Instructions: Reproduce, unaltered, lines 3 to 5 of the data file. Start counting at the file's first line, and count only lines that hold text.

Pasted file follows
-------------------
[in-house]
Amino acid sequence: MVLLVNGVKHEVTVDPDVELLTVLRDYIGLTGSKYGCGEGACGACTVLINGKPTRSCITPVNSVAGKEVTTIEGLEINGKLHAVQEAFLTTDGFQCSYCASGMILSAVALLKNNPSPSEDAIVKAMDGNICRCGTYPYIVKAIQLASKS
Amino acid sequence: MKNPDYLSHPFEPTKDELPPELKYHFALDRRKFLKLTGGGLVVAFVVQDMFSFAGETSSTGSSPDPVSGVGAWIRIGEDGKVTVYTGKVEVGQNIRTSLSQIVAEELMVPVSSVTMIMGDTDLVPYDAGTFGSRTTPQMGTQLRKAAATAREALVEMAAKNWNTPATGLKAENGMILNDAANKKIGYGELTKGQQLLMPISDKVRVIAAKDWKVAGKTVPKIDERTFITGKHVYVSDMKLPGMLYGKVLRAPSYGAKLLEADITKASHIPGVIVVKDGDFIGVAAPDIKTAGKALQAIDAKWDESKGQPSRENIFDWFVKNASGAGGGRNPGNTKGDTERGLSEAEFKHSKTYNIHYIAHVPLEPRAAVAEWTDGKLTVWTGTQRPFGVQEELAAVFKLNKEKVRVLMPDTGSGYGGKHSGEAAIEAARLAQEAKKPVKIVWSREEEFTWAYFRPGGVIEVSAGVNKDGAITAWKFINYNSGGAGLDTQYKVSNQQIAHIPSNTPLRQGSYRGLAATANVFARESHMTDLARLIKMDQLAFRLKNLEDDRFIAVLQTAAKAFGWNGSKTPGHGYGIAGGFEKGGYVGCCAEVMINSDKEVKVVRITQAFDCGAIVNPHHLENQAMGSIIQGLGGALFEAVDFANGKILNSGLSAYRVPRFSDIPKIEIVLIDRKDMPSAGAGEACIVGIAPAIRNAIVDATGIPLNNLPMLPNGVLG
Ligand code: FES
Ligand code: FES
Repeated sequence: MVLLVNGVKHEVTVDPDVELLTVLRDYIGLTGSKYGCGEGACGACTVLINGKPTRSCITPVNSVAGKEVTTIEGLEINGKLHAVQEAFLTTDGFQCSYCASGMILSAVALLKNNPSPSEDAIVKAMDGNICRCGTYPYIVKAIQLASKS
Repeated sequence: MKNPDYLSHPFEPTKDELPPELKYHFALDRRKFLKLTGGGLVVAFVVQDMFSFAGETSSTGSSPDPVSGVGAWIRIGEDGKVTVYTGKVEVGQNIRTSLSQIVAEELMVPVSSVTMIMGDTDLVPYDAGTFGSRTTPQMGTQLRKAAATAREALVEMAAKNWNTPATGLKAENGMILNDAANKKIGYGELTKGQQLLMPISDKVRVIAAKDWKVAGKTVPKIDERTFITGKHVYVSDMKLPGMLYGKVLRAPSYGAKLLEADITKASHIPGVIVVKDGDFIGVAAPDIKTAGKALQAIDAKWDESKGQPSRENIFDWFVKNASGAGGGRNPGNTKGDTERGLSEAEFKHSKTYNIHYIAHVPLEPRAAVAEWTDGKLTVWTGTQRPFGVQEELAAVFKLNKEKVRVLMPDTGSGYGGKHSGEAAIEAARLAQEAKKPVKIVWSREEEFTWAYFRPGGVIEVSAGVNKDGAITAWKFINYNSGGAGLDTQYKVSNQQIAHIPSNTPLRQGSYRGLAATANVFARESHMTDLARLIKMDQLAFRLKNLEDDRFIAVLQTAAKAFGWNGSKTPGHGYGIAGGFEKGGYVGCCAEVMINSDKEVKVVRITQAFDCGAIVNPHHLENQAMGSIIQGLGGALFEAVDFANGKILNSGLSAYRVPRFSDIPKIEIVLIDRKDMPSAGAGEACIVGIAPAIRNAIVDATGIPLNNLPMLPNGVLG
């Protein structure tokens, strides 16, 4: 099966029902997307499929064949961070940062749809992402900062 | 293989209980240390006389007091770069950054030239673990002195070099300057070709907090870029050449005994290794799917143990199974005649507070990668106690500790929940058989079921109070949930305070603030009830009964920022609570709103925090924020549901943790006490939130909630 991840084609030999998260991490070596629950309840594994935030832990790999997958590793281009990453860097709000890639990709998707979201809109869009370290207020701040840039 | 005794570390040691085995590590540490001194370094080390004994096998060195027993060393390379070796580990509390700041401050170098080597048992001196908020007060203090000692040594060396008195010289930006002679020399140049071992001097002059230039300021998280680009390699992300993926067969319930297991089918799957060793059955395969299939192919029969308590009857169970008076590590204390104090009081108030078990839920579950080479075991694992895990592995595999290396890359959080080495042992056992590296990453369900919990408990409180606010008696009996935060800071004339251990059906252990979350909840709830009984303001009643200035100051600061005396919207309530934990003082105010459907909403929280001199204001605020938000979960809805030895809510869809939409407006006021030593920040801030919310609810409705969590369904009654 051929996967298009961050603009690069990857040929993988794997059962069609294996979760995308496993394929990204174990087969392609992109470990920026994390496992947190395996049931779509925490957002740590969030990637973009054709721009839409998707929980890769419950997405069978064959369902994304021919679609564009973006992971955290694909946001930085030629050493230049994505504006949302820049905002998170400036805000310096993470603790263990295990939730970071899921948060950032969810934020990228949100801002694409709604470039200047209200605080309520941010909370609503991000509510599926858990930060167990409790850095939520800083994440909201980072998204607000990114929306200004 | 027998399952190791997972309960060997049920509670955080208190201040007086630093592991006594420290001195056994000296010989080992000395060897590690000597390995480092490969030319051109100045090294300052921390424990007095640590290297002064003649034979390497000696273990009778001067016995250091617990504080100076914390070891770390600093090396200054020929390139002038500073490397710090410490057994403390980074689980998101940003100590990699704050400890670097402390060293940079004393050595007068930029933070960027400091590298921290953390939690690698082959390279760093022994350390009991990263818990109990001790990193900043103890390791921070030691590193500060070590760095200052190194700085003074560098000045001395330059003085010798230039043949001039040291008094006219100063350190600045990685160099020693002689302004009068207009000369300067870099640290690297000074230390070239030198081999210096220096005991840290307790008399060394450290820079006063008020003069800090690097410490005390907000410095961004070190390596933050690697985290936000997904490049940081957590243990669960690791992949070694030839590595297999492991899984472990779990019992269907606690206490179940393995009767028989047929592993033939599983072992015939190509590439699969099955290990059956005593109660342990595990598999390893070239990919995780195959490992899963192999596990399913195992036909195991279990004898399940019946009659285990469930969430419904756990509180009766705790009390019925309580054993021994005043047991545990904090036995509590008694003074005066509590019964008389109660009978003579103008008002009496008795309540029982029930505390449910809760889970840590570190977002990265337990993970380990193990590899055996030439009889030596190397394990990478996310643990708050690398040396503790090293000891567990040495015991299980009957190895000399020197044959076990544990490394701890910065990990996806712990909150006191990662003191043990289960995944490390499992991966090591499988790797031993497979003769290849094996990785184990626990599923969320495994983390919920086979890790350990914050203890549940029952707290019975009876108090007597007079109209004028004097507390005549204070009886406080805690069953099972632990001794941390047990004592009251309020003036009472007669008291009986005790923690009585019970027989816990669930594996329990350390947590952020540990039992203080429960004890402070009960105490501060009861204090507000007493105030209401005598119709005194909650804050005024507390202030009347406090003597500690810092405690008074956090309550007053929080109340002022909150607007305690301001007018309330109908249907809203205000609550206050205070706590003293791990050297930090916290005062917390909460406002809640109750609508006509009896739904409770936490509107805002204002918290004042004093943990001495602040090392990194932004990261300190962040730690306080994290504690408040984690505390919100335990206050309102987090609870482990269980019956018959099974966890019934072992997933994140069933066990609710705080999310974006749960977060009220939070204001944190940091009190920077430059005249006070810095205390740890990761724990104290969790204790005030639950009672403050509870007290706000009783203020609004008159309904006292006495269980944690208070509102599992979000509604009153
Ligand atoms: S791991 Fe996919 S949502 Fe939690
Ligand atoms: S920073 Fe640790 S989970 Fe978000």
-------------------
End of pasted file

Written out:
Amino acid sequence: MKNPDYLSHPFEPTKDELPPELKYHFALDRRKFLKLTGGGLVVAFVVQDMFSFAGETSSTGSSPDPVSGVGAWIRIGEDGKVTVYTGKVEVGQNIRTSLSQIVAEELMVPVSSVTMIMGDTDLVPYDAGTFGSRTTPQMGTQLRKAAATAREALVEMAAKNWNTPATGLKAENGMILNDAANKKIGYGELTKGQQLLMPISDKVRVIAAKDWKVAGKTVPKIDERTFITGKHVYVSDMKLPGMLYGKVLRAPSYGAKLLEADITKASHIPGVIVVKDGDFIGVAAPDIKTAGKALQAIDAKWDESKGQPSRENIFDWFVKNASGAGGGRNPGNTKGDTERGLSEAEFKHSKTYNIHYIAHVPLEPRAAVAEWTDGKLTVWTGTQRPFGVQEELAAVFKLNKEKVRVLMPDTGSGYGGKHSGEAAIEAARLAQEAKKPVKIVWSREEEFTWAYFRPGGVIEVSAGVNKDGAITAWKFINYNSGGAGLDTQYKVSNQQIAHIPSNTPLRQGSYRGLAATANVFARESHMTDLARLIKMDQLAFRLKNLEDDRFIAVLQTAAKAFGWNGSKTPGHGYGIAGGFEKGGYVGCCAEVMINSDKEVKVVRITQAFDCGAIVNPHHLENQAMGSIIQGLGGALFEAVDFANGKILNSGLSAYRVPRFSDIPKIEIVLIDRKDMPSAGAGEACIVGIAPAIRNAIVDATGIPLNNLPMLPNGVLG
Ligand code: FES
Ligand code: FES